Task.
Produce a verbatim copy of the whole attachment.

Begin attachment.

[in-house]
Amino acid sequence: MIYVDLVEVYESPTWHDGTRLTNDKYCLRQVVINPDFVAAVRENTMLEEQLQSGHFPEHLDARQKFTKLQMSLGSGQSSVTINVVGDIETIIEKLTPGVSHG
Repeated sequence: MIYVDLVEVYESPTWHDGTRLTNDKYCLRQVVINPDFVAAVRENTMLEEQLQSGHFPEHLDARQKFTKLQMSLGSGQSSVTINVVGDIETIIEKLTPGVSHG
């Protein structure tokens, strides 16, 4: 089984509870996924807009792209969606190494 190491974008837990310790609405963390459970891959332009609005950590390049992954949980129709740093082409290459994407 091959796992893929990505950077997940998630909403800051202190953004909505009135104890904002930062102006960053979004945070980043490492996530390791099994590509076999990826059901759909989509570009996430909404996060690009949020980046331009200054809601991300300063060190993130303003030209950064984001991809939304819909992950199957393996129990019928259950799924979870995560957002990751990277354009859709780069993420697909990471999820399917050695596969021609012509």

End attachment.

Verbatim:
[in-house]
Amino acid sequence: MIYVDLVEVYESPTWHDGTRLTNDKYCLRQVVINPDFVAAVRENTMLEEQLQSGHFPEHLDARQKFTKLQMSLGSGQSSVTINVVGDIETIIEKLTPGVSHG
Repeated sequence: MIYVDLVEVYESPTWHDGTRLTNDKYCLRQVVINPDFVAAVRENTMLEEQLQSGHFPEHLDARQKFTKLQMSLGSGQSSVTINVVGDIETIIEKLTPGVSHG
């Protein structure tokens, strides 16, 4: 089984509870996924807009792209969606190494 190491974008837990310790609405963390459970891959332009609005950590390049992954949980129709740093082409290459994407 091959796992893929990505950077997940998630909403800051202190953004909505009135104890904002930062102006960053979004945070980043490492996530390791099994590509076999990826059901759909989509570009996430909404996060690009949020980046331009200054809601991300300063060190993130303003030209950064984001991809939304819909992950199957393996129990019928259950799924979870995560957002990751990277354009859709780069993420697909990471999820399917050695596969021609012509």